Manny Pacquiao’s new TV show, “Para sa Iyo ang Laban Ko,” had its debut telecast last Feb. 3, giving viewers an updated impression of the boxing icon, no longer as a brash dispenser of cash and other freebies, but as a “life coach” of sorts, helping two single mothers each week to take better care of their children, after their irresponsible and improvident partners have flown the coop.
Initially, we’re grateful for Pacquiao’s change of heart, and for his decision to come up with a more “relevant” show that viewers can draw empathetic lessons from to redirect their own unfocused and problematic lives.
After a while, however, we note that he and cohost Jean Garcia dispense mostly “motherhood” and “fatherhood” statements and advice, so our appreciation is progressively diminished.
The targets of their well-meaning sermons have enough problems in their lives without their being piously lectured at or to by cohosts who are more earnest than actually helpful and insightful.
In addition, the show presents the single mothers’ back stories so melodramatically and weepily, that the results feel a mite exploitative. Misery is bad enough without its being “pushed” by way of the show’s turgidly weepy “reenactments.”
Another distraction is the fact that the dramatizations cast starlets and stars in key roles. Their hokey acting styles weigh the show down even more, and end up doing a disservice to the single mothers’ all too real and painful miseries.
To be sure, at the end of the show, it does help empower the mothers to take a firmer hold of their lives and prospects. Very welcome, too, are the gifts that the production dispenses, by way of groceries, educational scholarships and medical keep, to lessen the impoverished mothers’ woes.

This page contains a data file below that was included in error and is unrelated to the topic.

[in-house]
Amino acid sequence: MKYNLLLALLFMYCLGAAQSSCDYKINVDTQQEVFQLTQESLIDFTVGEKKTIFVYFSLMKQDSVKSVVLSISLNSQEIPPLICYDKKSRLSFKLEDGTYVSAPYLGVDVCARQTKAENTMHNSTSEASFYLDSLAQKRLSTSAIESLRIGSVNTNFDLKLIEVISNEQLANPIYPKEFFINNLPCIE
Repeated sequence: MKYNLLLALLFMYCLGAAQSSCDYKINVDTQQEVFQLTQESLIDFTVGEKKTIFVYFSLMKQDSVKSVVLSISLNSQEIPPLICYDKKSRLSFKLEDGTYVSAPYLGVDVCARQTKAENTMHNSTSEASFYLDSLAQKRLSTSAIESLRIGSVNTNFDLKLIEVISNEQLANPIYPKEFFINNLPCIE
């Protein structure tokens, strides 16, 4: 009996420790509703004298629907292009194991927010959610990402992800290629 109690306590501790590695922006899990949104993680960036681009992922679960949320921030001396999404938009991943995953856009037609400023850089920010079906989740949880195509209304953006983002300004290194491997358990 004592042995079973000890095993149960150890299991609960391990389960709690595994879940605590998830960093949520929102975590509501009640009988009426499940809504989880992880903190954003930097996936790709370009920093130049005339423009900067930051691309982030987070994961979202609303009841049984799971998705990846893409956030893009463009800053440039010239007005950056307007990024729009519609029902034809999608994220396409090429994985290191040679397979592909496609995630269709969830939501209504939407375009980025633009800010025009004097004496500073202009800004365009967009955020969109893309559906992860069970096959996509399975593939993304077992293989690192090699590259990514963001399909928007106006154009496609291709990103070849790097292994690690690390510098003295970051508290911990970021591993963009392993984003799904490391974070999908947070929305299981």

We trust that financial assistance is also part of the show’s package of benefits, although it isn’t described as such. Now, as to the “motherhood” or “fatherhood” nature of the hosts’ advice, its credibility would be enhanced if Pacquiao is shown not just commiserating with the suffering mothers, but actually experiencing their families’ grim living conditions for at least a day—and night.
He says he was also dirt-poor when he was a small boy, but he’s done much, much better since then—and perhaps can remind himself of his own impoverished past by sharing in the woes of his show’s chosen beneficiaries.
More than anything else, this would graphically prove his total solidarity with the people he says he wants to help.
Other TV hosts have taken this extra step in the past, to exceedingly powerful effect, but if somebody like Pacquiao does it, it would be even more persuasive and convincing. Would Pacquiao be up to it?
Finally, cohost Garcia is not a perfect fit for the show, because she does little more than agree with the lead host’s unctuous statements and advice.
The show needs a cohost who is known to be a concerned and engaged helper of the poor in his or her own right, so its projection of applied social conscience is enhanced.
It would also help counter quibbles about Pacquiao’s own actual commitment to his new program’s cause.